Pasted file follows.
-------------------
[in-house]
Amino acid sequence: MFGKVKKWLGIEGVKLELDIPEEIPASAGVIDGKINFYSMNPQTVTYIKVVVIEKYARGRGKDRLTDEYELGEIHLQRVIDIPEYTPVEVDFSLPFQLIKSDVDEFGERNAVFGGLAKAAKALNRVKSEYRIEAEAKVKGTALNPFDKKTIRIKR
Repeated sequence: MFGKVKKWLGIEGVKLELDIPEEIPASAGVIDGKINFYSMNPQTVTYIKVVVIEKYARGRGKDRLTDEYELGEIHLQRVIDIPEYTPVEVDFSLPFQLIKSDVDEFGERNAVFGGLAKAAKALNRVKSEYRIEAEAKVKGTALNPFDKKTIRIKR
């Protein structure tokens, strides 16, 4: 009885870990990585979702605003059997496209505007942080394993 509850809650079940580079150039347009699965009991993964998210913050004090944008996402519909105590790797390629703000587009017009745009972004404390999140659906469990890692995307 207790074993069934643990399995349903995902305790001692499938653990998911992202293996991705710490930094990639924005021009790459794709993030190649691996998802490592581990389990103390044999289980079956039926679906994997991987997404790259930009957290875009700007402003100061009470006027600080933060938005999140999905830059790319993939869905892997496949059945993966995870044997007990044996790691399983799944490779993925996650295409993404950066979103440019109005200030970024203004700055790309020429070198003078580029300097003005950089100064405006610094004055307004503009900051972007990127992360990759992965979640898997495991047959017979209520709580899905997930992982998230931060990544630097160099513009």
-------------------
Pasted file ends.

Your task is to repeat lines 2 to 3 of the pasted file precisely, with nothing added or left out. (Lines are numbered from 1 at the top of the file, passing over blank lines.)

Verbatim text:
Amino acid sequence: MFGKVKKWLGIEGVKLELDIPEEIPASAGVIDGKINFYSMNPQTVTYIKVVVIEKYARGRGKDRLTDEYELGEIHLQRVIDIPEYTPVEVDFSLPFQLIKSDVDEFGERNAVFGGLAKAAKALNRVKSEYRIEAEAKVKGTALNPFDKKTIRIKR
Repeated sequence: MFGKVKKWLGIEGVKLELDIPEEIPASAGVIDGKINFYSMNPQTVTYIKVVVIEKYARGRGKDRLTDEYELGEIHLQRVIDIPEYTPVEVDFSLPFQLIKSDVDEFGERNAVFGGLAKAAKALNRVKSEYRIEAEAKVKGTALNPFDKKTIRIKR